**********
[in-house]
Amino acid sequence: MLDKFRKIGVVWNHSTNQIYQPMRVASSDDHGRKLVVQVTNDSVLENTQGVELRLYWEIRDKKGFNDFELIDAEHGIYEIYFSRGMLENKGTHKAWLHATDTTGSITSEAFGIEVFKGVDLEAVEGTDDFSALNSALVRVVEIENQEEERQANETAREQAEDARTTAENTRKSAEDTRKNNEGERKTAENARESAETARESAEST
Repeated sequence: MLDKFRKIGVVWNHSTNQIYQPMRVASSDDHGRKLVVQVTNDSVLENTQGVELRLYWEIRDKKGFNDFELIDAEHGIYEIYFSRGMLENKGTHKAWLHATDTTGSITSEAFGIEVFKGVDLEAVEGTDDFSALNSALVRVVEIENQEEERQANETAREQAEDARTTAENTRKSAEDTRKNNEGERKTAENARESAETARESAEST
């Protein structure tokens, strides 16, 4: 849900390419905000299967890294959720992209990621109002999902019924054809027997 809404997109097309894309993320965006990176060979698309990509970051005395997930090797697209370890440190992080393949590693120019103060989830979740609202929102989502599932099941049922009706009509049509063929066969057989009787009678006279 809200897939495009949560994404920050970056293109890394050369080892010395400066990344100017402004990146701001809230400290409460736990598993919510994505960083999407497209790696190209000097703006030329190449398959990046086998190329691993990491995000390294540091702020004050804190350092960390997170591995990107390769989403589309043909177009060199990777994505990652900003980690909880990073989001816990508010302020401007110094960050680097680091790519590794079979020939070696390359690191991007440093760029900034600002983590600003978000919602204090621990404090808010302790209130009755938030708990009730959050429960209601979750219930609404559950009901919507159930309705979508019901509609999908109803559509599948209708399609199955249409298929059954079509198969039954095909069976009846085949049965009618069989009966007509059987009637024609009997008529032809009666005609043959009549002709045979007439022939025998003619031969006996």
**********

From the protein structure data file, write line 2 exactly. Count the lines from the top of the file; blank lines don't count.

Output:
Amino acid sequence: MLDKFRKIGVVWNHSTNQIYQPMRVASSDDHGRKLVVQVTNDSVLENTQGVELRLYWEIRDKKGFNDFELIDAEHGIYEIYFSRGMLENKGTHKAWLHATDTTGSITSEAFGIEVFKGVDLEAVEGTDDFSALNSALVRVVEIENQEEERQANETAREQAEDARTTAENTRKSAEDTRKNNEGERKTAENARESAETARESAEST